In fiscal 2018, the issued cybersecurity spending was $14.9 billion. Of which, the Department of Defense (DoD) got more than $8 billion, while the Department of Homeland Security (DHS) assigned $1.8 billion. The urgency for ethical hackers in government agencies is rising with these massive investments, making this the right time to join the team.
Ethical hackers contribute to security as well as society in many ways. They tirelessly look for system vulnerabilities. Once identified, the required patch will be released before a black hat can abuse them. By eliminating potential flaws, ethical hackers not only save organizations from monetary losses but ensure that the customers and stakeholders won’t suffer the exploitation of data privacy. Many a time, it has been proven that ethical hackers are valuable assets to the software industry. On June 11, 2019, a vulnerability researcher at Google, Tavis Ormandy, found a bug in Windows’ core cryptographic library, SymCrypt. The flaw was capable of taking down the entire Windows fleet. Likewise, Eyal Itkin, a researcher at Check Point Software Technologies, revealed a flaw in Canon EOS 80D DSLR. The Picture Transfer Protocol (PTP) offers an entry-point to infect the DSLR with a ransomware attack. There are many such examples where ethical hackers averted a possible security crisis.
In recent years, government agencies and the corporate world has noted the urgent need for ethical hackers. The multiple reports on Russians meddling with the US election system, attempting to gain access to confidential data on advanced military weapon systems, and other data breaches, backed up the need for security professionals. The US government’s military-grade security is considered to be the best-practiced one. To add another feather in the cap, the Department of Homeland Security’s Cybersecurity and Infrastructure Agency (CISA) recently proposed a plan that will provide a channel to report bugs on government platforms. This is an initiative by the government to adopt the best strategies for the private sector.
Tips on how to become a hacker for the government
A bug bounty program is the most convenient way to work for the government. It is a vulnerability rewards program. Under this, the government agencies crowdsource to identify flaws in their security system. In return, the security researchers or ethical hackers gain monetary benefits. For instance, the Pentagon has launched an initiative, where ethical hackers from all around the world, get the opportunity to penetrate the department’s VPN, virtual desktops, and proxies. In 2019, Pentagon organized the “Hack the Proxy” program. It resulted in the participation of 81 ethical hackers and the discovery of 31 vulnerabilities (9 with high severity and 21 with low/medium severity).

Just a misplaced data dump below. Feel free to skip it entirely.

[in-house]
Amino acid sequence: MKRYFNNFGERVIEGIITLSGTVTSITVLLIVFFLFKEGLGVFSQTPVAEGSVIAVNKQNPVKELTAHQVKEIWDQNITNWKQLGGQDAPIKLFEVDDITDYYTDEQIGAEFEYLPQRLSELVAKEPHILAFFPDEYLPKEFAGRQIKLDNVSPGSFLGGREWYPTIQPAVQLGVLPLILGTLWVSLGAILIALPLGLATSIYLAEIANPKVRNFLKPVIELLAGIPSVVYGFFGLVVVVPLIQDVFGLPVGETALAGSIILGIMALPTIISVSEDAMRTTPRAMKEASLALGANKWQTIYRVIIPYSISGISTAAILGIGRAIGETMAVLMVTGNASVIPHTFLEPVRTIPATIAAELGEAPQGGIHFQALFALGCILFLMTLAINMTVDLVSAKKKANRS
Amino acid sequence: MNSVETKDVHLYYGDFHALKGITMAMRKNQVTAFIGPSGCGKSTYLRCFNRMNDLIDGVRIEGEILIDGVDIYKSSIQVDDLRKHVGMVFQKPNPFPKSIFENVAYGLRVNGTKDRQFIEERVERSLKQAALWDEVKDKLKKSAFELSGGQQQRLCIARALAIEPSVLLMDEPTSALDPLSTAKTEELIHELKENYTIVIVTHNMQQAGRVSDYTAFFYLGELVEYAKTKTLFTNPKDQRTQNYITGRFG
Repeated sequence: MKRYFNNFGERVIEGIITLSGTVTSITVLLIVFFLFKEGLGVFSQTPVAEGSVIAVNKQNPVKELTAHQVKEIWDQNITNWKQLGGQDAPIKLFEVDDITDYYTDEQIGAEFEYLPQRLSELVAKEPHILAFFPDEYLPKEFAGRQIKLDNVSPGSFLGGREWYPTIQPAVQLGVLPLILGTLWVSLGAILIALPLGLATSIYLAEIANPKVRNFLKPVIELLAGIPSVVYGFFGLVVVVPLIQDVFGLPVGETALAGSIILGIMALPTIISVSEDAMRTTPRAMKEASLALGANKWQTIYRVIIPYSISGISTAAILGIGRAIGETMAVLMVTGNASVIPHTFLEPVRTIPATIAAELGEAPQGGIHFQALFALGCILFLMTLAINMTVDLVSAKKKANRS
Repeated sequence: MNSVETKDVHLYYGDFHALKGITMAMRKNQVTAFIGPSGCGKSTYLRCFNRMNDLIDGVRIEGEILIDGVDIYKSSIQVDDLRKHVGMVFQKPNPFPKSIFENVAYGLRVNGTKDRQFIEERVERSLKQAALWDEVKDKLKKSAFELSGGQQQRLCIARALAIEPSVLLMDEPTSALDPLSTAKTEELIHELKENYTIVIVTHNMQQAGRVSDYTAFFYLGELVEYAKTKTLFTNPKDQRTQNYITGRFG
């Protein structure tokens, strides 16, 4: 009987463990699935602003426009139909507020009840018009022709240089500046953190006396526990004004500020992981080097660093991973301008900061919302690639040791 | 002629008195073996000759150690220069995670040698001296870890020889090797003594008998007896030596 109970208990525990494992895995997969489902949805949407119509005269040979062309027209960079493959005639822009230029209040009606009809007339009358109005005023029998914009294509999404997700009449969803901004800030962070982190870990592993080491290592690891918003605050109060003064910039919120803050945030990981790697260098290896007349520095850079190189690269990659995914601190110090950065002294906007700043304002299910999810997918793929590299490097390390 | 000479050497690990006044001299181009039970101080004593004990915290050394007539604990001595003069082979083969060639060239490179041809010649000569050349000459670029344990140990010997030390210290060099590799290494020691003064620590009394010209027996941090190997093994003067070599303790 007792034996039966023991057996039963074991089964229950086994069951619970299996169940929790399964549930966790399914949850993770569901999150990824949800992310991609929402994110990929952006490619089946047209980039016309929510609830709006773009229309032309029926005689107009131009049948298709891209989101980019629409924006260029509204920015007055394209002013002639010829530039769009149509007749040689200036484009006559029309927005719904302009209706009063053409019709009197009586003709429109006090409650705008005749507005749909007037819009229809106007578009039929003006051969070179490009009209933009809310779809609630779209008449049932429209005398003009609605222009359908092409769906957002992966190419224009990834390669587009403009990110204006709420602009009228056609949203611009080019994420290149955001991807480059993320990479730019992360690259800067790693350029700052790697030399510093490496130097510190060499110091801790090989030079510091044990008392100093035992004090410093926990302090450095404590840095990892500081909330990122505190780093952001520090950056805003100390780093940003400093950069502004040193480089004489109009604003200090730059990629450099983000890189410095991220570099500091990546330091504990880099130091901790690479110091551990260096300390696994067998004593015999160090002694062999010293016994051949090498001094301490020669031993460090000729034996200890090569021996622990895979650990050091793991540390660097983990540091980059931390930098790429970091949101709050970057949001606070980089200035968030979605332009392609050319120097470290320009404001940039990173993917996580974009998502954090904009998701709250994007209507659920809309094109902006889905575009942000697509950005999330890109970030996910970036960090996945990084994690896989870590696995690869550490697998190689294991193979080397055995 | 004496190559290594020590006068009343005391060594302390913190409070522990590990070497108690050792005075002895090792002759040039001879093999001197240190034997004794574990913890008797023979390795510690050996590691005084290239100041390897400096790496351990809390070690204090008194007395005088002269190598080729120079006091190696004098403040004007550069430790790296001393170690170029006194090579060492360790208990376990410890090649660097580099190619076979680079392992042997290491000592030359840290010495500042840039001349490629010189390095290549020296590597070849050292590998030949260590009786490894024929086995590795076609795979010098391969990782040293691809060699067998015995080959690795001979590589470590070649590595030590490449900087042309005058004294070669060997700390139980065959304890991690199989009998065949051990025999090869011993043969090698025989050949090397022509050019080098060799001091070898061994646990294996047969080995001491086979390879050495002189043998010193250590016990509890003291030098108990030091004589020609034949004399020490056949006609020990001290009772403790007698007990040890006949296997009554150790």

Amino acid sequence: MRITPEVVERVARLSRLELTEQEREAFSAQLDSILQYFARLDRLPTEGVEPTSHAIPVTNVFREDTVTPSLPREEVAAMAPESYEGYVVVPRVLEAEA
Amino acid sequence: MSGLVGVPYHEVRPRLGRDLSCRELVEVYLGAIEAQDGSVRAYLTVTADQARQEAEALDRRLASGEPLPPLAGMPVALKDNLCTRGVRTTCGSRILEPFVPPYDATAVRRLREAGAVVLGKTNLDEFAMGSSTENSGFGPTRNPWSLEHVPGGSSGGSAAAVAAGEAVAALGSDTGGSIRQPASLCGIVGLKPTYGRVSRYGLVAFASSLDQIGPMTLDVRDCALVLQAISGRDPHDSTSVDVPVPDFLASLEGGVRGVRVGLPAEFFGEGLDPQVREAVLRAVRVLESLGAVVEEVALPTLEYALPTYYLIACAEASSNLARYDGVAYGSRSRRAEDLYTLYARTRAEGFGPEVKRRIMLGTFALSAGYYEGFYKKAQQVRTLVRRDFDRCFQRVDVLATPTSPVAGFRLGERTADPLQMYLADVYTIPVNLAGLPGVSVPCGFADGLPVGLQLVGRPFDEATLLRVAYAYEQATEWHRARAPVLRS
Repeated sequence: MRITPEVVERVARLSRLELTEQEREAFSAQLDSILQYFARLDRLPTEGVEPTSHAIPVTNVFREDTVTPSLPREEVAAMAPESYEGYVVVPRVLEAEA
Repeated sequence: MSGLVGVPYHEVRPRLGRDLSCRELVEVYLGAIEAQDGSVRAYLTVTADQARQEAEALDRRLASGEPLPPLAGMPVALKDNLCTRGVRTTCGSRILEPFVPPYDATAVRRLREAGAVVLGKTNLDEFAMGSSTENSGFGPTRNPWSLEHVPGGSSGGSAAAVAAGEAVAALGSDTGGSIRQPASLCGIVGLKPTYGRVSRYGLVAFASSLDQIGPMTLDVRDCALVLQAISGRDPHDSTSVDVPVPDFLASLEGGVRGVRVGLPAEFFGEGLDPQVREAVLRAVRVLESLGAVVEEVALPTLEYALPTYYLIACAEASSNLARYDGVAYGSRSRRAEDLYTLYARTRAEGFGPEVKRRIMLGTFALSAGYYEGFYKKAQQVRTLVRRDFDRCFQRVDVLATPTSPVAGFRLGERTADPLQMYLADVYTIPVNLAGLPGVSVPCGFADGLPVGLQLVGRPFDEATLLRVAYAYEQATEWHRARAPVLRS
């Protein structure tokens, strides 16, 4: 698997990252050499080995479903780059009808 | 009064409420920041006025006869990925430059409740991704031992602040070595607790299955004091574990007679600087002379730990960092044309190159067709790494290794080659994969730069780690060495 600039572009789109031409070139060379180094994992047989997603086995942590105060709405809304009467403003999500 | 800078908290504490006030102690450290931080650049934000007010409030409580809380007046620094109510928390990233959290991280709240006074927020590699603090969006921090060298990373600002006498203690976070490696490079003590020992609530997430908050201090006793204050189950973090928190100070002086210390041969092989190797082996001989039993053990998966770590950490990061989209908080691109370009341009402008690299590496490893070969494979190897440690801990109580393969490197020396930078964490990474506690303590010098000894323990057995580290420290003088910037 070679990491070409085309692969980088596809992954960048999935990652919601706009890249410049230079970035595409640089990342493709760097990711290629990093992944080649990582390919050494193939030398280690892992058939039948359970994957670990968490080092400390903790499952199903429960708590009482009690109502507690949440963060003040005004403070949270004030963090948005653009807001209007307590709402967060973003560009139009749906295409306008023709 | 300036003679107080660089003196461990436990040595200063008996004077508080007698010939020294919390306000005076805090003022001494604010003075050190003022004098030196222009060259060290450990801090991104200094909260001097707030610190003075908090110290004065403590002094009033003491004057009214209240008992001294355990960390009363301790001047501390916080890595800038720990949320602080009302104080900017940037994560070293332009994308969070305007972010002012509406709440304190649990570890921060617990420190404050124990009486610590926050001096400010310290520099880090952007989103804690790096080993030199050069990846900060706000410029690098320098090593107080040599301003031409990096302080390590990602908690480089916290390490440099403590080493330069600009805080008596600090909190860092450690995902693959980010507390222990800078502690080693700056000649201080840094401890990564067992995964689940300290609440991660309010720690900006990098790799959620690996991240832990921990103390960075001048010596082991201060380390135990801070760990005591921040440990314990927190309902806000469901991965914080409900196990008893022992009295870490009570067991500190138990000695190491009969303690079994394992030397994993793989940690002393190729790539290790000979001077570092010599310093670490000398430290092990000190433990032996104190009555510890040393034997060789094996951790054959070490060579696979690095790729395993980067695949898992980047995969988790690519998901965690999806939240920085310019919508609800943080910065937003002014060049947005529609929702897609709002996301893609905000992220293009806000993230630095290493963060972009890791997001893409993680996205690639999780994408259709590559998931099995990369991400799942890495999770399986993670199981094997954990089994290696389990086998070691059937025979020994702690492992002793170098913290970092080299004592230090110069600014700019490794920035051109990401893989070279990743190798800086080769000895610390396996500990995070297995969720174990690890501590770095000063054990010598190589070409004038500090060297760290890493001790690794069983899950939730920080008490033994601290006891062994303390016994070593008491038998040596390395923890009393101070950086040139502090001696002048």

Watch this hacker share his experience on getting the golden opportunity to identify weaknesses within the Pentagon’s system
The all-rounder ethical hacking certification to work for the government
To get enlisted as a “hacker recruited by government,” keep the following points in mind –
To begin as an ethical hacker, you need to have basic networking and technical knowledge along with other skills. After this, you can develop the required technical skills around your foundational knowledge. With that, having strong verbal and written communication skills would be a plus point. Build interpersonal skills that would help you to interact with team members and stakeholders.
If you want a potential career boost to get identified amongst a pool of applicants, obtain the Certified Ethical Hacker (C|EH) credential. The program leads you through different aspects of ethical hacking. It will help you to validate your professional credibility. The key features that you will get with this credential are –
DoD 8140/8570 recognition
According to the United States Department of Defense (DoD) Directive 8140/8570, the job responsibilities for the “Information Assurance” workforce are mapped into different categories. And, C|EH falls under more than one category – CSSP (Cyber Security Service Provider) Analyst, CSSP Infrastructure Support, CSSP Incident Responder, CSSP Auditor. As DoD recognized C|EH as one of the baseline programs, it is important to acquire this credential to get a job in any of the mentioned categories.
NCSC Certified Training
Apart from that, C|EH is also a NCSC Certified Training. This is another seal of trust that validates the professional value of obtaining the C|EH credential. NCSC Certified Training shows that the C|EH holders possess the skills required to succeed in their respective jobs. It also evaluates the quality of delivered training and courseware.
ANSI 17024 accreditation
C|EH received the American National Standards Institute (ANSI) Personnel Certification Accreditation. The program meets the strict requirements of ANSI/ISO/IEC 17024 standards. The accreditation confirms the delivery of high-quality training. It increases the integrity of C|EH amongst the global recruiters and credential holders.
NICE 2.0 Framework Compliant
To provide a lab-intensive training, C|EH dedicates 40 percent of class time to acquiring practical skills. The real-time labs of EC-Council, iLabs, allows developing technical skills around the gained knowledge. These labs help the C|EH credential holders to build hands-on experience, which will provide them with an edge over others.
Certified Ethical Hacker (C|EH) is a direct answer to “how to become a hacker for the government?” It can help you get a job in several government institutes and agencies. Along with that, the accreditations and market value of EC-Council brings professional credibility to the C|EH credential. Register today to get the ethical hacking training!